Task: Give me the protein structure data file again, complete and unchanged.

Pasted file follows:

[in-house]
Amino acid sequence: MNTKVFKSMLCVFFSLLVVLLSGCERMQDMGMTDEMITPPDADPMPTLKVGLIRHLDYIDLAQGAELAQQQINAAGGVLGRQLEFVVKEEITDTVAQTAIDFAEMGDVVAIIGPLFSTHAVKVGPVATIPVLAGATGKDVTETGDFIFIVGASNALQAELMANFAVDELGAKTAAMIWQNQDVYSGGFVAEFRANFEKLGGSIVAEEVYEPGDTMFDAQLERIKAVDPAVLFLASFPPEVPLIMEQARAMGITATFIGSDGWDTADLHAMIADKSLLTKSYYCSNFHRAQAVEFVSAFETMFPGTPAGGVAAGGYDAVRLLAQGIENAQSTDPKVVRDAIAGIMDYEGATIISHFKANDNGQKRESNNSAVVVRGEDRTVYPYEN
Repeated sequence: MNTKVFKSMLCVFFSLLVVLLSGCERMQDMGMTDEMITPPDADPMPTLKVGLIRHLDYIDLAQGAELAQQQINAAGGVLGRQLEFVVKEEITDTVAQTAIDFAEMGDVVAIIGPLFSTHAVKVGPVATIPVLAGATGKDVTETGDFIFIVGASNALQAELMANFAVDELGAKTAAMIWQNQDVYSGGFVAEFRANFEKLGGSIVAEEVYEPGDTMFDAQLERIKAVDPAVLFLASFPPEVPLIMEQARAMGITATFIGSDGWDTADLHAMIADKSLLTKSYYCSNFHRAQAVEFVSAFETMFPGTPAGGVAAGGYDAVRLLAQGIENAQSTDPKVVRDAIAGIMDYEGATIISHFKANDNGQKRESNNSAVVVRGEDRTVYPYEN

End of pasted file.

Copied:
[in-house]
Amino acid sequence: MNTKVFKSMLCVFFSLLVVLLSGCERMQDMGMTDEMITPPDADPMPTLKVGLIRHLDYIDLAQGAELAQQQINAAGGVLGRQLEFVVKEEITDTVAQTAIDFAEMGDVVAIIGPLFSTHAVKVGPVATIPVLAGATGKDVTETGDFIFIVGASNALQAELMANFAVDELGAKTAAMIWQNQDVYSGGFVAEFRANFEKLGGSIVAEEVYEPGDTMFDAQLERIKAVDPAVLFLASFPPEVPLIMEQARAMGITATFIGSDGWDTADLHAMIADKSLLTKSYYCSNFHRAQAVEFVSAFETMFPGTPAGGVAAGGYDAVRLLAQGIENAQSTDPKVVRDAIAGIMDYEGATIISHFKANDNGQKRESNNSAVVVRGEDRTVYPYEN
Repeated sequence: MNTKVFKSMLCVFFSLLVVLLSGCERMQDMGMTDEMITPPDADPMPTLKVGLIRHLDYIDLAQGAELAQQQINAAGGVLGRQLEFVVKEEITDTVAQTAIDFAEMGDVVAIIGPLFSTHAVKVGPVATIPVLAGATGKDVTETGDFIFIVGASNALQAELMANFAVDELGAKTAAMIWQNQDVYSGGFVAEFRANFEKLGGSIVAEEVYEPGDTMFDAQLERIKAVDPAVLFLASFPPEVPLIMEQARAMGITATFIGSDGWDTADLHAMIADKSLLTKSYYCSNFHRAQAVEFVSAFETMFPGTPAGGVAAGGYDAVRLLAQGIENAQSTDPKVVRDAIAGIMDYEGATIISHFKANDNGQKRESNNSAVVVRGEDRTVYPYEN